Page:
Avg. CTR – the percentage of time your website shows up in the search results page and is actually clicked. If you show up 100 times and only get 10 clicks, then your websites Avg. CTR would be 10%. Usually the higher you rank, the higher your CTR will be because people don’t usually click results 8, 9, and 10. They look at the top few results and if they don’t see article title related to their problem, then they will refine their search further and populate new results.
Avg. Position – the average ranking your blog shows up in Google. Each page and post you publish gets indexed by Google and will show up in their search results, whether it’s 1st or 56th. By improving your on page SEO, you’ll start seeing your articles and webpages ranking higher for the terms they are targeting.
Then scroll down below the chart and you’ll see the Queries that people were searching Google and what position your website came up for those searches.
Here is an example of one of my websites. I’ve blocked out the queries to hide what keywords I’m ranking highly for and getting the bulk of my monthly traffic from.
You’ll notice that the terms I rank 1 or 2 for have a much higher CTR (click through rate) than the terms I’m ranking 6th, 7th, and 8th for.
There’s a statistic that was discovered by Neil Patel I believe that was something like 50% of traffic clicks the first 3 search results. So it’s important to be highly ranked if you want to capture the bulk of the traffic for the search term you’re trying to rank on Google for.
Here’s a example chart of traffic by keyword ranking:
You can decide how you want to filter your results by the following:
- Search Type
- Date Ranges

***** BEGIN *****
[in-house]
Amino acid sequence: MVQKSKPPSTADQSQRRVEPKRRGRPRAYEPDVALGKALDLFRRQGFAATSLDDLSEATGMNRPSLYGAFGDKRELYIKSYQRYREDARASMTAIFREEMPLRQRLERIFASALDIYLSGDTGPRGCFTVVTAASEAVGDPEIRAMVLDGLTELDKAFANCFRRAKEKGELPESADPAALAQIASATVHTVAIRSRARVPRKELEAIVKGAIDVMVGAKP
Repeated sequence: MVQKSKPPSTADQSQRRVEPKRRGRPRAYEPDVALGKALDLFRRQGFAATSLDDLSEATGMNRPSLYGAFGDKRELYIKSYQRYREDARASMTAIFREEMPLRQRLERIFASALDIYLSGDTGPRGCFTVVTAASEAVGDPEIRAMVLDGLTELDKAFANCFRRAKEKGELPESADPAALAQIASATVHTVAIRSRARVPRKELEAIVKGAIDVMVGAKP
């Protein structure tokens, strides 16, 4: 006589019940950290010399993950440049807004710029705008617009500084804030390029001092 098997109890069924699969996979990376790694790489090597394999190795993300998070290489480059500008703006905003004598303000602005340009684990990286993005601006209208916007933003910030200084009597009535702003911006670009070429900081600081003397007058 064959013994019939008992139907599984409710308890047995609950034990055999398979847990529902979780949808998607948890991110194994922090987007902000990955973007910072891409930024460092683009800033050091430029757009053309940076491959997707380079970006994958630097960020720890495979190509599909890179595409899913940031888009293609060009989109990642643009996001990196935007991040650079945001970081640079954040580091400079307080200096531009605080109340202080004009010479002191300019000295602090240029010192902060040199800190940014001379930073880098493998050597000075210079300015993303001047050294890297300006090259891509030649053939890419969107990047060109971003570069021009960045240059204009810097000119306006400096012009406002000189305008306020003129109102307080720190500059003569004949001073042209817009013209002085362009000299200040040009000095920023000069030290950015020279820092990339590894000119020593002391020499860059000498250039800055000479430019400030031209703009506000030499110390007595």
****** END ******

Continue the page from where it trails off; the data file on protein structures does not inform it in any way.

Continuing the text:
In order to monitor it each month, set a custom date range so that it shows only the results for that month. Do this month by month and logged the results in an excel spreadsheet so you can easily compare months and see how you’ve improved.
It also allows you to download your results in an excel CSV file which can save you time from manually copying down your results.
So to answer your question today…
How do I see how well my blog is ranking in Google search results?
- Create a Google Search Console account
- Verify your website so Google can start tracking data for it
- After a month of being verified, login to your account dashboard and check your search engine positions for different articles and pages on your website
- Click “Search Analytics”
- Select the filters you want (I recommend all 4)
- Look at what terms people searched in Google and what position your website came up for those terms
- Edit your article to further improve its “on-page SEO”
- Monitor your article positions each month and make tweaks so they improve over time and you can rank top 3
Thanks for reading! Let me know your progress below in the comments.